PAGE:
Gozargah school in Kabul in 2008. Courtesy of Adriana Carranca Fight disinformation. Get a daily recap of the facts that matter. Sign up for the free Mother Jones newsletter.In the days before the Taliban seized control of Kabul and President Ashraf Ghani left Afghanistan, veteran Brazilian journalist and writer Adriana Carranca received a message from an 18-year-old Afghan girl. Carranca, the author of several books including Afghanistan After the Taliban (2011) and Malala, the Girl Who Wanted to go to School (2015), had met Laila (a pseudonym to protect her identity) during her second trip to the country in 2011. At the time, Laila was eight years old. She was a promising cellist who attended the Afghanistan National Institute of Music—an academy founded in 2010 by Dr. Ahmad Sarmast, an Afghan who had returned to the country after seeking refuge in Australia during the years of Soviet occupation—and participated in the nation’s first all-female orchestra. Laila’s message to Carranca was cheerful. The young musician had received a scholarship to study classical performance at a prestigious arts institution in Michigan and had...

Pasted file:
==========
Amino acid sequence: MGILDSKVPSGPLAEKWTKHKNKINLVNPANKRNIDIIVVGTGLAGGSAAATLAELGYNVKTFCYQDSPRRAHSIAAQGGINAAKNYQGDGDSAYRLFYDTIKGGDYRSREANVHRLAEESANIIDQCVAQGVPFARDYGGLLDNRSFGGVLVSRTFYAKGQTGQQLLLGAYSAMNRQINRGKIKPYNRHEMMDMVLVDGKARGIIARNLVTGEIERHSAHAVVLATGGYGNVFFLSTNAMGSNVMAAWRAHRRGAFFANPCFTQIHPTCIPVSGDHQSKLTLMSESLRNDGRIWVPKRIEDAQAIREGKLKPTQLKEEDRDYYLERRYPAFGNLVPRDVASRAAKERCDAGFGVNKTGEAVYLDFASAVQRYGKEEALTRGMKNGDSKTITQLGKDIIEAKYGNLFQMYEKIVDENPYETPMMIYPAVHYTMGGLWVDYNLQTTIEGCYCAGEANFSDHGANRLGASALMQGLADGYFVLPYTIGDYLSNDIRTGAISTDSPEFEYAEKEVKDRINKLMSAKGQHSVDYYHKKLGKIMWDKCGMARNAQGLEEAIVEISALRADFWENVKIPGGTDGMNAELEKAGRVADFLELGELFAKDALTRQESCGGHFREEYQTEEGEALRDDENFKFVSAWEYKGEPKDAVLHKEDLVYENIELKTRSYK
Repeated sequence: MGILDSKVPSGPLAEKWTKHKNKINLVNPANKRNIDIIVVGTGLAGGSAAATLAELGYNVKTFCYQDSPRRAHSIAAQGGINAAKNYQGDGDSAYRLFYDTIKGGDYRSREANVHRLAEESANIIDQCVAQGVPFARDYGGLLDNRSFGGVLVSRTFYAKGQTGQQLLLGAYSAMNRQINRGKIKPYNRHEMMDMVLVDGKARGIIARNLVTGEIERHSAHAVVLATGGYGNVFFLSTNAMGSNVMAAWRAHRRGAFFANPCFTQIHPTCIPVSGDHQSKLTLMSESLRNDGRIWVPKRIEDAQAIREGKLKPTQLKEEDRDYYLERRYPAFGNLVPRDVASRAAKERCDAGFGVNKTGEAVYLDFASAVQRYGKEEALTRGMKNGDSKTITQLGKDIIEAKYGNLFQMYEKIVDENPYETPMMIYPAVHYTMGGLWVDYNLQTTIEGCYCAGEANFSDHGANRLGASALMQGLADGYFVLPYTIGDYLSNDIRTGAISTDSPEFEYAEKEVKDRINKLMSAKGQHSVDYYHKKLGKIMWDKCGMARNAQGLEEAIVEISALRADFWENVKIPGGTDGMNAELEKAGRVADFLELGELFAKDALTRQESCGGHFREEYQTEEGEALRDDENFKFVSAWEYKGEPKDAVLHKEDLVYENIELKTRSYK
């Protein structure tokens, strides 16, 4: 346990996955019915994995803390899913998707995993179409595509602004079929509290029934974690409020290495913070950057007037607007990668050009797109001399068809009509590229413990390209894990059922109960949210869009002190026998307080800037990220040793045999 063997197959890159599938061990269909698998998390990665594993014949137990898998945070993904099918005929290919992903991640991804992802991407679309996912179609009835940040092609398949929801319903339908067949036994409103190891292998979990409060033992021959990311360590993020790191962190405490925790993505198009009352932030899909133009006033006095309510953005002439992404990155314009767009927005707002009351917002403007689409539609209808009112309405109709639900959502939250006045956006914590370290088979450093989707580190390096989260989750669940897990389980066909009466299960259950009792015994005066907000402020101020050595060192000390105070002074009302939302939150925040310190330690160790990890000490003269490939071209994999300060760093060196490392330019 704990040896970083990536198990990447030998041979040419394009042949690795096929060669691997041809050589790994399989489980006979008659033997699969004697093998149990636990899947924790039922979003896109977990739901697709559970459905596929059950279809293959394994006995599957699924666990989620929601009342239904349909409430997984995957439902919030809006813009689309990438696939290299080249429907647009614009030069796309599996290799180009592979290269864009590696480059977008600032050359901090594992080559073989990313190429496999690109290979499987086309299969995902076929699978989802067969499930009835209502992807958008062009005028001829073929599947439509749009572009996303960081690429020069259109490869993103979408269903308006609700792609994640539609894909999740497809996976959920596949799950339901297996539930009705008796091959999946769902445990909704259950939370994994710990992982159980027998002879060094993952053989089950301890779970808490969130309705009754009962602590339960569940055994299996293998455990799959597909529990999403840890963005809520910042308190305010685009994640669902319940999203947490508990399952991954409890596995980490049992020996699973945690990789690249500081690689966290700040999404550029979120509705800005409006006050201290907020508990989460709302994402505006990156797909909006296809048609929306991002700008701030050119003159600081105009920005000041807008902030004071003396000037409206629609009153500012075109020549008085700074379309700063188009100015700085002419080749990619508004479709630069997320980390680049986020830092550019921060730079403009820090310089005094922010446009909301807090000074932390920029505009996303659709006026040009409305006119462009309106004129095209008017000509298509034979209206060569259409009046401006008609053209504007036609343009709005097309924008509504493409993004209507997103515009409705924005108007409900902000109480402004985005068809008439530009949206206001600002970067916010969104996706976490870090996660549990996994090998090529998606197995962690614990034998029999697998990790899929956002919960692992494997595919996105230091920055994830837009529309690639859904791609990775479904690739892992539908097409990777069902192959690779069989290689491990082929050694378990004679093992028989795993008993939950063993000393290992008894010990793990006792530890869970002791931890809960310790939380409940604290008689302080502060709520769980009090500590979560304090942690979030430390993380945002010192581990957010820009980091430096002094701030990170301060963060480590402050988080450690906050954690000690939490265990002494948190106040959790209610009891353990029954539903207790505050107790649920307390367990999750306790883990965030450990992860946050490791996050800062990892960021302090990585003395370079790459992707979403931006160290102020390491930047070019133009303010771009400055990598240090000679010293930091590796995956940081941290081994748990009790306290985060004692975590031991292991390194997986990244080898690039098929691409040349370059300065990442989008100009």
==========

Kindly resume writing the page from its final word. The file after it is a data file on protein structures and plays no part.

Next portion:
Subscriptions have taken over multiple sectors in recent years. They jumped from steaming services to casual apps, then we have seen them reach cars. Now subscriptions arrive in a new category of products: wireless headphones. Nura, an Australian headphone brand, has decided to launch a headphone subscription service. It is, effectively, a subscription to use headphones. By a monthly payment and an initial extra payment the client has access to a headset you can use whatever you want. In return, the brand promises a replacement in two years as well as different gifts and promotions during this time. Wireless headphones starting at $ 5 … a month NuraNow is the name of the service through which they launch these subscriptions. Depending on the type of headphones you want, the monthly price and the initial payment vary.. For example, the most basic fee is $ 5 a month plus an initial $ 20 to get the Nurabuds. If we go to the Nuraphone that are headband, the price is about 10 dollars a month and an initial payment of 50 dollars....